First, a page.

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Jennifer14 04-26-2014 10:37 PM

Timing breakdown for slab-on-grade foundation?
What's the rough timing breakdown, from excavation to the day you can start framing the house walls, to build a slab-on-grade foundation for a simple master bedroom+bathroom addition? Assume an experienced crew of (5?) + plumber and dry summer weather in N. CA.

I've cobbled this together from online sources but know it's waaaay off:
Excavation: 1-2 days
Footings: 2 days
Ground plumbing: 2 days + inspection
Pour gravel bed in foundation, lay vapor barrier, mesh: no idea
Pour foundation: 1 day
Cure concrete: 7 days
Backfill: 1 day

Total: 16+ days???

Many thanks.

inspectorD 04-27-2014 06:50 AM

Hi Jeniffer,
Well, as always there are more questions, but thats a good thing. :D

First, what kind of soil are you digging in? Rock,sand dirt or ledge? The easier the soil, the faster the dig, Sand dirt, or some rock, about a day for the dig, then another day for backfill, if there is a hole.Unknow about ledge, as you will need to blast.
Second, you mention footings?, But you have a slab on grade concrete pad going don't need footings. So if you need to pour just a slab, it will be one day. And for cure time, you can cut that down to about 2-3 days with additives and faster curing concrete. besides, if this is a single story, there wont be much weight.
If it is a footings scenario, you will need 2 pours, and need to infill the footing.
A day for the plumbers at the most, but they need to actually show up. They are the most unreliable due to plumbing go to the back burner, cause you paid less money.:rofl:.
A day for the gravel and vapor barrier is a little much, and they pour mesh right in the concrete, unless you require steel mesh due to earthquakes. So keep a day for that.
I guess about 7 days would be the quickest, depending on the money you spend.... ;-) Good luck.

CallMeVilla 04-27-2014 09:57 AM

2 Attachment(s)
California has earthquake requirements not found elsewhere. Hold-downs need to be placed during the pour. And, yes, a footing makes sense, particularly if you ever intend to add a 2nd story.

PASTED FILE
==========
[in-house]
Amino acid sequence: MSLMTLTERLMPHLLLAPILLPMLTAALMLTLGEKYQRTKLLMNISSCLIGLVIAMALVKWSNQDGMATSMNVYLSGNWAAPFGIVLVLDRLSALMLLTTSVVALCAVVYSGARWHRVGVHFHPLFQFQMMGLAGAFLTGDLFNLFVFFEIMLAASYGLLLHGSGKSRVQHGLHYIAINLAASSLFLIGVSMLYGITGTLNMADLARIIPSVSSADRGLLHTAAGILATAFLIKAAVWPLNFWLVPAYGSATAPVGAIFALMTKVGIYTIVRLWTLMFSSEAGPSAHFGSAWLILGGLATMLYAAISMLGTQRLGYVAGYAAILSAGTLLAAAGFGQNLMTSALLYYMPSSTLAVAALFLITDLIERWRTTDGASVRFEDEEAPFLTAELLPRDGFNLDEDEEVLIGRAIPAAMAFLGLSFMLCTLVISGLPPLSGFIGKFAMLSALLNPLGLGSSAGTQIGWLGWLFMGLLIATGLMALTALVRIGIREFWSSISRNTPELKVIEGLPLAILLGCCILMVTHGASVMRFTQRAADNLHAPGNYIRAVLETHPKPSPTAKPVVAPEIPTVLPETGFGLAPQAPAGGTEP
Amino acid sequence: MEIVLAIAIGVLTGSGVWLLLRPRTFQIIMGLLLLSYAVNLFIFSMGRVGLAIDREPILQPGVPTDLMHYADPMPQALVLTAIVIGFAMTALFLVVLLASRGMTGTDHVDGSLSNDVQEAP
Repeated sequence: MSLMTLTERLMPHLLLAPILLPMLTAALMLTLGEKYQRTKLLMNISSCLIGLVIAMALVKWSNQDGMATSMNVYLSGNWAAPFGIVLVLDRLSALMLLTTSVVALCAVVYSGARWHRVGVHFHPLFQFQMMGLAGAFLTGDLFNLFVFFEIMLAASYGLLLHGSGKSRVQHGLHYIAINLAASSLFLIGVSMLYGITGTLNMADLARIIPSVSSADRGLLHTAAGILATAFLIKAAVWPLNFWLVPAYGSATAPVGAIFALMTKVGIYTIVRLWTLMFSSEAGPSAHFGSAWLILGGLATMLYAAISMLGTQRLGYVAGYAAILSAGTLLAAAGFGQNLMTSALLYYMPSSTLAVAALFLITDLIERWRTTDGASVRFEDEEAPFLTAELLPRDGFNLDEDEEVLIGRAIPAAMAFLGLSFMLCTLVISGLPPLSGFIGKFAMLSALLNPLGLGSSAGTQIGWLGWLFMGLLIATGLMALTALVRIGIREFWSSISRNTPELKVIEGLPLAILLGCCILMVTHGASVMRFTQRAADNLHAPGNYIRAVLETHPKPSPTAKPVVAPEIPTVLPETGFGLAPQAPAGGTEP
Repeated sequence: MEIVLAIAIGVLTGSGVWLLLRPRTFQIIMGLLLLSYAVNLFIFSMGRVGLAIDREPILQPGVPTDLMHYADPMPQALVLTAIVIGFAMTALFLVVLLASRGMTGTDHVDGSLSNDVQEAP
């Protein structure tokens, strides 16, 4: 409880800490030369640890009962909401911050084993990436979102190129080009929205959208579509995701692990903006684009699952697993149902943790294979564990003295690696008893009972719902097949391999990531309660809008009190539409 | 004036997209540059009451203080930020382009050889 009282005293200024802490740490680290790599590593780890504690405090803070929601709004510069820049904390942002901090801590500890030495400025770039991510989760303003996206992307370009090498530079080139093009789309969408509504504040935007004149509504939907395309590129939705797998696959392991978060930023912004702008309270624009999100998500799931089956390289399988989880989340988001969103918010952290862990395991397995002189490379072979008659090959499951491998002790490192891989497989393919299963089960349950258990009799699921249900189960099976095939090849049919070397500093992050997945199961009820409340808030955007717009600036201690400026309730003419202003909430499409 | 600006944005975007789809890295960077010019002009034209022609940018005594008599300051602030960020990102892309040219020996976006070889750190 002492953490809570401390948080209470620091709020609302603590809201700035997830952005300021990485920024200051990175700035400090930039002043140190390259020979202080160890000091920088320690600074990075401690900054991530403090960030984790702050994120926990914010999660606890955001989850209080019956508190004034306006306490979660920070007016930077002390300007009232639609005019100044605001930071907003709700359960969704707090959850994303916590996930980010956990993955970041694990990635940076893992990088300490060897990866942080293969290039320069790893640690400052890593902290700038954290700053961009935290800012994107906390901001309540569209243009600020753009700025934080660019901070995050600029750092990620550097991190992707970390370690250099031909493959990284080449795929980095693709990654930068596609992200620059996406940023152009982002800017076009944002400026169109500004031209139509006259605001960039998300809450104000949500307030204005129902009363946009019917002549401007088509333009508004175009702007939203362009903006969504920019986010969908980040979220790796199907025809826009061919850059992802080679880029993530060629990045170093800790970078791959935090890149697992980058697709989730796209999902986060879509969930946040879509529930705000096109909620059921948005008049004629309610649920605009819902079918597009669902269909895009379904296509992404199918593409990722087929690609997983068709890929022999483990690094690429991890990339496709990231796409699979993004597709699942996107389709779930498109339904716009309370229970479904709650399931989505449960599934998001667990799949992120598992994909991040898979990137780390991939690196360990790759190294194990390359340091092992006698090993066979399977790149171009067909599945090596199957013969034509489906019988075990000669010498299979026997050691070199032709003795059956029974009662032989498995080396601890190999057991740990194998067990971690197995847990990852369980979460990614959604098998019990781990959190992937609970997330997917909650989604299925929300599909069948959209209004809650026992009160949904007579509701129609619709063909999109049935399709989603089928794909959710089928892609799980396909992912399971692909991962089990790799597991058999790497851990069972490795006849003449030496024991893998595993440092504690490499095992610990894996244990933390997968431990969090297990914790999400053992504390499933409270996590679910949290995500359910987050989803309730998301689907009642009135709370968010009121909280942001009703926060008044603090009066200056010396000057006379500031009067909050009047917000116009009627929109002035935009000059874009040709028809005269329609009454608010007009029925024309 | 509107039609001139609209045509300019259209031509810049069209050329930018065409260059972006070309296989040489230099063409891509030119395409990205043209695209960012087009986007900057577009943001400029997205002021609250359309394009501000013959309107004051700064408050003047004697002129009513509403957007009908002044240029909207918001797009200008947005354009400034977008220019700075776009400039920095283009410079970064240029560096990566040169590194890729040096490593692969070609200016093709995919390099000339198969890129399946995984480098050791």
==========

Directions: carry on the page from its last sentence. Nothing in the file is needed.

Is the electrical underground or overhead? If under, you will have to bring the lines into the house, through the foundation too. A basic primer:

Do you anticipate a gas line for a BBQ? Better get that in the plans for the plumbers so they can stub it out for adding the final connections later.

Do you anticipate water issues (yes, there is a drought but ...)? If so, now is the time to anticipate French drain systems, which can impact your excavation and backfill.

Here is a good drawing for a slab on grade with footer (12"deep).

Jennifer14 04-27-2014 01:41 PM

Thanks InspectorD & CallMeVilla. Both helpful.
To answer the questions: we're digging in dirt, electrical is above ground, not anticipating water issues.
So the footings will need a separate pour? The attached pics of the footings look like it's all just one pour?

nealtw 04-27-2014 09:57 PM

1 Attachment(s)
Up here we call Villa's photo is a pan slab and our slab on grade is more like this with a footing down to frost level.
We use the pan slab for real poor soil conditions

Jennifer14 04-28-2014 01:43 PM

Is this going to be a photo face-off? ;) I love photos, thank you. all the conflicting info online is overwhelming so these pics point me in the right direction. I'm guessing my slab will look more like CallMeVilla's since I'm in earthquake territory.

So the footings mean there will have to be 2 pours? Making this a 9-day minimum project?

nealtw 04-28-2014 02:08 PM

What ever you have is what you will like do again, With Villa' picture you would pore the floor with the footing. With mine you could do a mono pore where the footing and wall are pored as one and then the floor is pored later. One does get done a whole lot faster than the other.
You will be able to tell what you have if you dig down beside the foundation. You might find a perimeter drain and just below that you will find either the concrete just stops with gravel below or you will find concrete sticking out and the wall is sitting on that.

nealtw 04-28-2014 02:14 PM

Your 16 days might be generous, depending on the crew you have and the different parts of the job can be organized. A lot can be screwed up waiting for inspections. Some areas put contractors ahead of homeowners :(

Jennifer14 04-28-2014 03:11 PM

Thank you! So it sounds like either yours or Villa's pic will work, but I'll have to figure out what I already have and best to go with that. Makes a lot of sense. Most likely hiring a contractor but want to educate myself as best I can.

nealtw 04-28-2014 03:59 PM

Usually a house can be ready to start framing within 16 to 20 days.

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